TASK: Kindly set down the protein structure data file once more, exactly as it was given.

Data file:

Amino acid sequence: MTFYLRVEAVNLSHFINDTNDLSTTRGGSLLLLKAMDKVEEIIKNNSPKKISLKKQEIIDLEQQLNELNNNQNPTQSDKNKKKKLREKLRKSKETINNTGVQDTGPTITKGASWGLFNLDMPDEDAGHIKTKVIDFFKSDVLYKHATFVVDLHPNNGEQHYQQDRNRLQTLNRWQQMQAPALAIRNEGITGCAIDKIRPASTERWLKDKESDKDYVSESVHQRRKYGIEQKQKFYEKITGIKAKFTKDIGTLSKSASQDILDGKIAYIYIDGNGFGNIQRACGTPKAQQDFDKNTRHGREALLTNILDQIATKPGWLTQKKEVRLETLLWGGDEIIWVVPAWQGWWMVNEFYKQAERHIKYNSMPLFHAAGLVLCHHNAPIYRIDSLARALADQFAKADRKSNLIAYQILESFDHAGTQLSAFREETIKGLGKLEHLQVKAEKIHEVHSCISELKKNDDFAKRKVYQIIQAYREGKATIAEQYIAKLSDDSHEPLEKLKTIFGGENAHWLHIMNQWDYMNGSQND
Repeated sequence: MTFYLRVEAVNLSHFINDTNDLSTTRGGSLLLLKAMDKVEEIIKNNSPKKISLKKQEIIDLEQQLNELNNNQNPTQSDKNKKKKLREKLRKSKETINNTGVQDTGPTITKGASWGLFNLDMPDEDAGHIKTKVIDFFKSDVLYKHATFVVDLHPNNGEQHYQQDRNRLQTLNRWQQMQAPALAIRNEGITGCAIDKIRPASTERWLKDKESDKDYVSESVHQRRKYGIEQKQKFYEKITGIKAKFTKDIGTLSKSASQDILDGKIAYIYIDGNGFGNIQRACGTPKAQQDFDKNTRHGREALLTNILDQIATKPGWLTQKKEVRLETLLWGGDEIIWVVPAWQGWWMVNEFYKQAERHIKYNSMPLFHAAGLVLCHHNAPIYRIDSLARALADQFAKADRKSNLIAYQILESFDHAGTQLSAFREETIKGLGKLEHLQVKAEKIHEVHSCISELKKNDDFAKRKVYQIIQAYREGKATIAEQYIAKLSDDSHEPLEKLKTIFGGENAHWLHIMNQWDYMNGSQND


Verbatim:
Amino acid sequence: MTFYLRVEAVNLSHFINDTNDLSTTRGGSLLLLKAMDKVEEIIKNNSPKKISLKKQEIIDLEQQLNELNNNQNPTQSDKNKKKKLREKLRKSKETINNTGVQDTGPTITKGASWGLFNLDMPDEDAGHIKTKVIDFFKSDVLYKHATFVVDLHPNNGEQHYQQDRNRLQTLNRWQQMQAPALAIRNEGITGCAIDKIRPASTERWLKDKESDKDYVSESVHQRRKYGIEQKQKFYEKITGIKAKFTKDIGTLSKSASQDILDGKIAYIYIDGNGFGNIQRACGTPKAQQDFDKNTRHGREALLTNILDQIATKPGWLTQKKEVRLETLLWGGDEIIWVVPAWQGWWMVNEFYKQAERHIKYNSMPLFHAAGLVLCHHNAPIYRIDSLARALADQFAKADRKSNLIAYQILESFDHAGTQLSAFREETIKGLGKLEHLQVKAEKIHEVHSCISELKKNDDFAKRKVYQIIQAYREGKATIAEQYIAKLSDDSHEPLEKLKTIFGGENAHWLHIMNQWDYMNGSQND
Repeated sequence: MTFYLRVEAVNLSHFINDTNDLSTTRGGSLLLLKAMDKVEEIIKNNSPKKISLKKQEIIDLEQQLNELNNNQNPTQSDKNKKKKLREKLRKSKETINNTGVQDTGPTITKGASWGLFNLDMPDEDAGHIKTKVIDFFKSDVLYKHATFVVDLHPNNGEQHYQQDRNRLQTLNRWQQMQAPALAIRNEGITGCAIDKIRPASTERWLKDKESDKDYVSESVHQRRKYGIEQKQKFYEKITGIKAKFTKDIGTLSKSASQDILDGKIAYIYIDGNGFGNIQRACGTPKAQQDFDKNTRHGREALLTNILDQIATKPGWLTQKKEVRLETLLWGGDEIIWVVPAWQGWWMVNEFYKQAERHIKYNSMPLFHAAGLVLCHHNAPIYRIDSLARALADQFAKADRKSNLIAYQILESFDHAGTQLSAFREETIKGLGKLEHLQVKAEKIHEVHSCISELKKNDDFAKRKVYQIIQAYREGKATIAEQYIAKLSDDSHEPLEKLKTIFGGENAHWLHIMNQWDYMNGSQND